Holliswood bakery keeps Old World traditions

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Everyday at 3 a.m. Helmut Steinbrunner arrives at his bakery, Hillside Cakes and Cookies, to begin making rolls, turnovers, Danish pastries and his specialty — more than 40 kinds of Swiss Victorian butter cookies.

He boils the sugar to create a syrup base for his extra-light butter cream, made from a European recipe, as the cakes that will hide under the frosting bake in the rotating oven.

Despite the loving effort that goes into every treat, both Steinbrunner and Hillside Cakes and Cookies may be the last of a dying breed. The bakery, at 204-08 Hillside Ave., near Francis Lewis Boulevard, is one of just a handful of quality mom-and-pop bakeries left in Queens, Steinbrunner said.

The bakeries seem to be a casualty of a generation gap as young people turn to supermarkets for their pastries rather than local bakeries, he said.

“The generations are changing,” Steinbrunner said. “The old-timers are gone. Only the ones whose parents brought them into the bakeries when they were young know what they get when they walk in here.”

Hillside Cakes and Cookies has been a fixture in Holliswood since its opening in 1932, when it was called Hillside Pastries. The bakery is known for its elaborate wedding cakes, fresh strawberry shortcakes and the Swiss Victorian butter cookies, Steinbrunner said.

“When people think about bakeries, it automatically reminds you of European-oriented pastries,” he said. “This has always been a German- and Swiss-oriented bakery.”

Steinbrunner was born in Germany and trained in Europe, where baking is a licensed profession, he said.

“In Europe it’s traditional to learn a profession,” he said. “Over there being a baker is a well-to-do profession. Here they don’t think a baker is a profession.”

After apprenticing in hotels and working in Holland, Canada and other places, Steinbrunner came to Astoria in 1973, where he was thrilled to find bakeries galore that were looking for help, he said.

“Up there there was a bakery on every corner,” he said. “At every intersection there were four bakeries. It was unbelievable.”

Steinbrunner found part-time work at several bakeries in Queens, including Hillside Pastries. In the mid-1980s, he became a partner at the bakery, and in 1990 his partner retired to Florida, and Steinbrunner took over, he said. After he realized his focus was on cakes and cookies, he changed the name of the bakery to Hillside Cakes and Cookies.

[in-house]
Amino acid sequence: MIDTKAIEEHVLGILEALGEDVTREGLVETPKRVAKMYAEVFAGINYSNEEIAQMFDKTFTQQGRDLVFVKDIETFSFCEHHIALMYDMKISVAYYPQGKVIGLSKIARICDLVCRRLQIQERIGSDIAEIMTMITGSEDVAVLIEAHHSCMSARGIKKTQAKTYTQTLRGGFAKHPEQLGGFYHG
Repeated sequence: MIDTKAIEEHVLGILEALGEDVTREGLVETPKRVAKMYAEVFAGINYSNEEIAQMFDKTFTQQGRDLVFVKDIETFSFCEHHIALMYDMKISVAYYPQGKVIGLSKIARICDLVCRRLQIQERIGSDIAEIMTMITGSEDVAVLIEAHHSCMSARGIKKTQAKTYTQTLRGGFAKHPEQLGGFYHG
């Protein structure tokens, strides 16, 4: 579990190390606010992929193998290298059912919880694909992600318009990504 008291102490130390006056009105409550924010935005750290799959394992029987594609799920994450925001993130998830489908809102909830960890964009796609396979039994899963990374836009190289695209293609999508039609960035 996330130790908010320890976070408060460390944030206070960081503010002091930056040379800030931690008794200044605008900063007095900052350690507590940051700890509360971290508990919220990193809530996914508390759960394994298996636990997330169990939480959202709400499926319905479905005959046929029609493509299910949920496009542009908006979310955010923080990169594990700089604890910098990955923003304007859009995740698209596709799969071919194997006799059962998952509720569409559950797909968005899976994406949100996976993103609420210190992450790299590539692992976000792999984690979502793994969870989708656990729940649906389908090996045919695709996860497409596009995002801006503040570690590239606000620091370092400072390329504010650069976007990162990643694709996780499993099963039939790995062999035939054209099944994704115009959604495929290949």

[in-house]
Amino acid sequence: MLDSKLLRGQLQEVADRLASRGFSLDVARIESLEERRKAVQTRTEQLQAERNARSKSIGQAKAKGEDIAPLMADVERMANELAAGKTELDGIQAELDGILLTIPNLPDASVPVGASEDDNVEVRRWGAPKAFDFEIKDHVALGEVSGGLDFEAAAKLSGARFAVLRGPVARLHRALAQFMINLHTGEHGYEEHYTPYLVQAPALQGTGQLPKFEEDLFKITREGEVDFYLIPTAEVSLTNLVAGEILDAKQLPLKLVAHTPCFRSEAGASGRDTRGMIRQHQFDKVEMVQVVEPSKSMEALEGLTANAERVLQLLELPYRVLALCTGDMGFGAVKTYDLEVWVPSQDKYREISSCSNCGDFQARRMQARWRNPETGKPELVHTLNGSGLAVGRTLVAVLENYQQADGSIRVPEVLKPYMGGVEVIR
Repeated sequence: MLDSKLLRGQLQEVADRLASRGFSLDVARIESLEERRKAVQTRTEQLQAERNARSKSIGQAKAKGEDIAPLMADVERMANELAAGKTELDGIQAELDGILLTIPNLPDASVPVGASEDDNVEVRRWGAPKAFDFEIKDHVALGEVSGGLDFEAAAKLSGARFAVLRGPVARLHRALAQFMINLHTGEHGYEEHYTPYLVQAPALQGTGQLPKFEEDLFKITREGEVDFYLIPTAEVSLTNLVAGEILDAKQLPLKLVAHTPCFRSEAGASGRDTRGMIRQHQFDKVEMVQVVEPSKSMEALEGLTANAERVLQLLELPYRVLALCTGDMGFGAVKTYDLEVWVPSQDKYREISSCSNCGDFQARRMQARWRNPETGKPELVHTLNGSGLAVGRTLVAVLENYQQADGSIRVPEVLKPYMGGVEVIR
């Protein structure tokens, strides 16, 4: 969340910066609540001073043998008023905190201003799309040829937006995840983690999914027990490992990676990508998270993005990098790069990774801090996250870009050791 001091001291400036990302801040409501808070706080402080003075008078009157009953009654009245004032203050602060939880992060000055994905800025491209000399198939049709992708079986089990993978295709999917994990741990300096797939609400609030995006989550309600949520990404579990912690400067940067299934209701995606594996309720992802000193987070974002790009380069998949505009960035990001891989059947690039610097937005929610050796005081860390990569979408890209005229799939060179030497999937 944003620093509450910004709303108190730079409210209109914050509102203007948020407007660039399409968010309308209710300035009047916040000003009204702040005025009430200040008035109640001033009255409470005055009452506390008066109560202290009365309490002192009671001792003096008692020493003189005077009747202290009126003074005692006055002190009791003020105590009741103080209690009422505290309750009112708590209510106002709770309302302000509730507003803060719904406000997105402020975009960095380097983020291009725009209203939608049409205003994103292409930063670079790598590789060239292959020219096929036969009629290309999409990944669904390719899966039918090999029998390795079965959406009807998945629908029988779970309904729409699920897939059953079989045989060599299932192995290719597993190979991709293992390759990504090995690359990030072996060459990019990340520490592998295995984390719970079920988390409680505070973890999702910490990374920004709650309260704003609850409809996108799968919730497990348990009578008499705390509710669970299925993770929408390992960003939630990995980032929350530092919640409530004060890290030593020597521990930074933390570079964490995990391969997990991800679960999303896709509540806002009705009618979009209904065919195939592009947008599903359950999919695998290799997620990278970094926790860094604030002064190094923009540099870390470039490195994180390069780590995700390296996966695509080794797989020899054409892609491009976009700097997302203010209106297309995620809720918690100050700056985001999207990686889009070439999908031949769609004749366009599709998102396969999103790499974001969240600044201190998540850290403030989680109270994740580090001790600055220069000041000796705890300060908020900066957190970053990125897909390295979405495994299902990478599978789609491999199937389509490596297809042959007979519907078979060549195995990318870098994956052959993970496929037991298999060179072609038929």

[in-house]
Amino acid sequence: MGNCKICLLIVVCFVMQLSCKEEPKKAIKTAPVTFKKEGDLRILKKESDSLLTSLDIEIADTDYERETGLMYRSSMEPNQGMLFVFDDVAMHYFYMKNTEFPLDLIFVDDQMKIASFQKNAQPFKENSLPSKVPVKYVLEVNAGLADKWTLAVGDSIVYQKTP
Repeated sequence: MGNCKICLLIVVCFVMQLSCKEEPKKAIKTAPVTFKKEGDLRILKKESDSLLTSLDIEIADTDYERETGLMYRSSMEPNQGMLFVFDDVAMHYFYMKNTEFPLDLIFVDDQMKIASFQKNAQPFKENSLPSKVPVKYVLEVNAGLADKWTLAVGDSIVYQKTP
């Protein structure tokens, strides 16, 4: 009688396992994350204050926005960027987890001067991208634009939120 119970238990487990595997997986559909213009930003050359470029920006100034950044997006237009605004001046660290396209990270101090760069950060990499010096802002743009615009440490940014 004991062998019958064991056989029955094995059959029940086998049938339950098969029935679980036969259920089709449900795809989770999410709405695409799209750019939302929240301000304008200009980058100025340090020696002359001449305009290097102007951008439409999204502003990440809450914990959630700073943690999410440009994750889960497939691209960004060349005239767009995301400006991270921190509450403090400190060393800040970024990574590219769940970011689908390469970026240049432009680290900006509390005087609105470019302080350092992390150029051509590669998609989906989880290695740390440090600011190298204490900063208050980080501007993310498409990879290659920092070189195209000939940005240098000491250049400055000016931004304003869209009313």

Steinbrunner and his small staff preserve the traditions of their trade, making pastries fresh every day, he said. The Danish pastries, rolls and other breakfast treats have a shelf-life of about a day, while the cakes last up to two days.

“We don’t make anything with expiration dates,” Steinbrunner said. “We make everything fresh every day. You can’t say that for the supermarkets. It’s a totally different scenario with a mom-and-pop baker than a market bakery.”

Although making tray after tray of butter cookies and getting just the right consistency for his butter cream can be intensive work, ensuring the European traditions continue in Queens is a labor of love for Steinbrunner, he said.

“You ask people and they say, ‘we used to...’ ” He said. “I don’t want to hear that.”

But interest in his treats is dwindling as some are going for convenience over taste, Steinbrunner said.

“Most people now don’t care about real quality food,” he said. “If it’s sweet, it’s good.”

One myth with mom-and-pop bakeries is that customers will pay more for the quality, but Steinbrunner said that’s not true, but people don’t stop in to find out.

“It’s not that it’s cheaper or more expensive,” he said. “They just don’t have the experience with the local bakeries.”

But Steinbrunner won’t give up, he said. He’s even branching out to the Internet, where he hopes to market tins of his gourmet Swiss Victorian butter cookies nationwide, he said.

“I love making things,” Steinbrunner said with a smile. “It’s such a fun job.”

Reach reporter Courtney Dentch by e-mail at, or by phone at 229-0300 Ext. 138.

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